DVD Review: The Double

DVD Review - The Double

Are you an imposter of yourself?

Personally I’m a big fan of allowing the world to affect you, as long as you are in control of your world that is. In particular your job, which whilst spending many hours a day, and potentially many years, is no doubt going to have some influence on your development as a human being. Probably a wise idea to do something you like then eh? There’s no doubt at all that Richard Ayoade was hugely positively influenced by his work on ‘The I.T. Crowd’ playing the nerdy character Moss, which increasingly seems not all that far from Richard himself.

Ayoade returns adding yet another sterling director role to his C.V., following up from the absolute nuanced comedy gem that was ‘Submarine’ (2010), taking pretty much the entire cast from that (and some very choice cameos), but this time striping all the magical innocent teen colour and creating a bleak stale dystopian corporate world in ’The Double’ (2013), itself an adaptation of a Dostoevsky novella (100% Moss material indeed).

Taking on the role(s) of the title is Jesse Eisenberg (Now You See Me, 2013, The Social Network) as carbon copy cubicle office worker Simon James, slowly plodding through life, living, but not alive. Surrounded by bleakness, suicide, unrequited love, loneliness and obscurity to the extent that he’s not even recognised by his own relations. It doesn’t sound that appealing, but you would be quite wrong.

DVD Review - The Double

As if an answer to a Faustian pact made with the devil at a rainy bus stop, a force of inspiration arrives on desolate the office scene. A very familiar force in that Simon’s doppelgänger (James Simon, Jesse once again) strolls in, it’s him, but more, more everything. More charisma, confidence, fun, success, popularity, sex appeal, and drive. Your upgraded self, how great is that? Of course it’s not. Our friends and family tolerate us in our lives as they are used to us, how would we feel if we met ourselves? Probably wouldn’t be mates for long. Particularly when they instantly become more popular than you, even though it is you.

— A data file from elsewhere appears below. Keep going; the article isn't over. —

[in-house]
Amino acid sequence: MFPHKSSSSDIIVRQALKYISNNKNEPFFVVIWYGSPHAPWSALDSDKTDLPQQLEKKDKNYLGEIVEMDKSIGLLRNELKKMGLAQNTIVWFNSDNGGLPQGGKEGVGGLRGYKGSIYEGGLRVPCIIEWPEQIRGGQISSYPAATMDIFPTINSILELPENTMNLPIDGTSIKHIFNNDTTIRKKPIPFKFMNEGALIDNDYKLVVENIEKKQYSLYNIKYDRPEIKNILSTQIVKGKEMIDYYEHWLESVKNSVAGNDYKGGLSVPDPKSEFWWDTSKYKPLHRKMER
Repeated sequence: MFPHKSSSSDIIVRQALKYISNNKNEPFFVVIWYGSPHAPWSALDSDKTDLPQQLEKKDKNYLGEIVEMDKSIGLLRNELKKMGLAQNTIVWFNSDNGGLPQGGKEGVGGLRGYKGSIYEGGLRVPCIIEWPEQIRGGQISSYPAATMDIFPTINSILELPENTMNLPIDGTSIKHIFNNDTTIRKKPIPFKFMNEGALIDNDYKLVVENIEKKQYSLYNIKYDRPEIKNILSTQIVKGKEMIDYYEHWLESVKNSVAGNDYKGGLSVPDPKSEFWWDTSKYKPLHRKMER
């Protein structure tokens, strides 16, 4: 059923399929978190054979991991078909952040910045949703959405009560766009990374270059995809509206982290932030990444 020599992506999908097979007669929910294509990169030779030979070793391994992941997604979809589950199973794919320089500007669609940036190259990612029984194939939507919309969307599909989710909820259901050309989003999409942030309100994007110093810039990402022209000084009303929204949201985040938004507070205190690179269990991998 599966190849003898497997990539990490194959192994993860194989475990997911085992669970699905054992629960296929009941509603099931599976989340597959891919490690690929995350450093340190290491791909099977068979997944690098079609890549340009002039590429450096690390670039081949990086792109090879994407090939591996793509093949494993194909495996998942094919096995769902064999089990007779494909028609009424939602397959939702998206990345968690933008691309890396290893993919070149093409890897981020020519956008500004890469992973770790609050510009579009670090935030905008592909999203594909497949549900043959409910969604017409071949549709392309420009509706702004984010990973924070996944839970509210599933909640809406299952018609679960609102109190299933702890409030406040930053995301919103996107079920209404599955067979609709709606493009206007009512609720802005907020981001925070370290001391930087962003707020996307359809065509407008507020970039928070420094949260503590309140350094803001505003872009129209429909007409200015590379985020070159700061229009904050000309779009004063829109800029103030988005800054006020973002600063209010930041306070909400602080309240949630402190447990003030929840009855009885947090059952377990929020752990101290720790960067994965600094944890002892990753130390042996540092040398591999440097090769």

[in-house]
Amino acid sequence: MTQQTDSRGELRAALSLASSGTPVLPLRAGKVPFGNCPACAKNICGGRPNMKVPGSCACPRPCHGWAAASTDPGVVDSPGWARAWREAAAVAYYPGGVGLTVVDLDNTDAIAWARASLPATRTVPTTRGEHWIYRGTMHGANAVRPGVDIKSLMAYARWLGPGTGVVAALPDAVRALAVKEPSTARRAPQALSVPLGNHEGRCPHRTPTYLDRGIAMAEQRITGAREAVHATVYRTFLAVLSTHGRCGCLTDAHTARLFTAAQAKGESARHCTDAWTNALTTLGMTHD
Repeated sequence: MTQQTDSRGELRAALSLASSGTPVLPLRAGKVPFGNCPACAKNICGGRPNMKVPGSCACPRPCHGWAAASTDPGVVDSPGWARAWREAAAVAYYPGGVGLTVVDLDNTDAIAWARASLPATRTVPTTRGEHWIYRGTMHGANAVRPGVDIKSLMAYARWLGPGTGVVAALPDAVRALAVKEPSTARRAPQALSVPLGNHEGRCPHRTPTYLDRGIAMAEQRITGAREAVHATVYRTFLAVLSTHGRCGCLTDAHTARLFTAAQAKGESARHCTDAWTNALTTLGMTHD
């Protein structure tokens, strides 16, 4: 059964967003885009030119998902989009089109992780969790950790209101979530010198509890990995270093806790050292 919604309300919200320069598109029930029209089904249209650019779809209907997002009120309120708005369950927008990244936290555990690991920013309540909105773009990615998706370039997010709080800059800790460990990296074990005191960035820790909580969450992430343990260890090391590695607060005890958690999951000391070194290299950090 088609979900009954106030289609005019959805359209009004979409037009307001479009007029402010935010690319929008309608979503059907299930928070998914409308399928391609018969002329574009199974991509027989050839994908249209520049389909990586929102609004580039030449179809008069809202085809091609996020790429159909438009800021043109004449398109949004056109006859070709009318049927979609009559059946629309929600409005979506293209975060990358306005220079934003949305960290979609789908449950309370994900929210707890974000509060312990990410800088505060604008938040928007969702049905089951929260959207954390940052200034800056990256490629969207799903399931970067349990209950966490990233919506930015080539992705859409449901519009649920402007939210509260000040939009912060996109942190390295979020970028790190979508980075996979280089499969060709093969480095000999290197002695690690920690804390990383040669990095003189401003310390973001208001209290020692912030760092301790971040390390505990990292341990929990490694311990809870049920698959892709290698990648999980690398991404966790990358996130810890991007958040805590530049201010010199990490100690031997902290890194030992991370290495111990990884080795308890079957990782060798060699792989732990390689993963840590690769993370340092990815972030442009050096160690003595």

After an initial awkwardness Simon realises the positive influence he can garner from his physical Id, and jumps on board the roller-coaster, well more ghost train to be honest.

Increasingly they begin to have an effect on each others lives in positive and of course negatively. Both in recognition of environments suppressing our true characters and the potential of manipulation and behaving with impunity.

Clearly influenced by directors such as David Lynch, Terry Gilliam and with Kafkaesque influences too, it’s stunningly presented/art directed, and with a fantastic soundscape in both music and sound effects throughout, it really is a beautifully dark movie. It’s not all dour though, there is tons of constant wonderful dark humour even in the tiniest of moments, particularly in glimpses of a tv show called ‘The Replicator’ that Simon is obsessed with where Paddy Considine plays the lead hero character. And the many moments of comedy only help to contrast the destitution.

There are plenty of great extras on the DVD too, and it was with absolute pleasure to see the extended opening credits and a scene from ‘The Replicator’, which I’d love to see being made into a series in itself (it’s deliberately terrible both in acting and look). There’s also a making of, cut scenes and extended scenes.

It’s been a great past year for intelligent, obtuse, idiosyncratic, but excellent movies that fill the mind with inspiration and flush out the superhero fatigued cob webs, and ‘The Double’ rightly stands very proud (if sheepishly) amongst them. And as Richard has found his multiple muses to help inspire his work, he really is fast becoming one of the most talented/individual directors around.


The Double is out now on DVD and VOD.

Steve Clarke

Born in Celtic lands, nurtured in art college, trained by the BBC, inspired by Hunter S. Thompson and released onto the battlefront of all things interesting/inspiring/good vibes... people, movies, music, clubbing, revolution, gigs, festivals, books, art, theatre, painting and trying to find letters on keyboards in the name of flushthefashion. Making sure it's not quite on the western front... and beyond.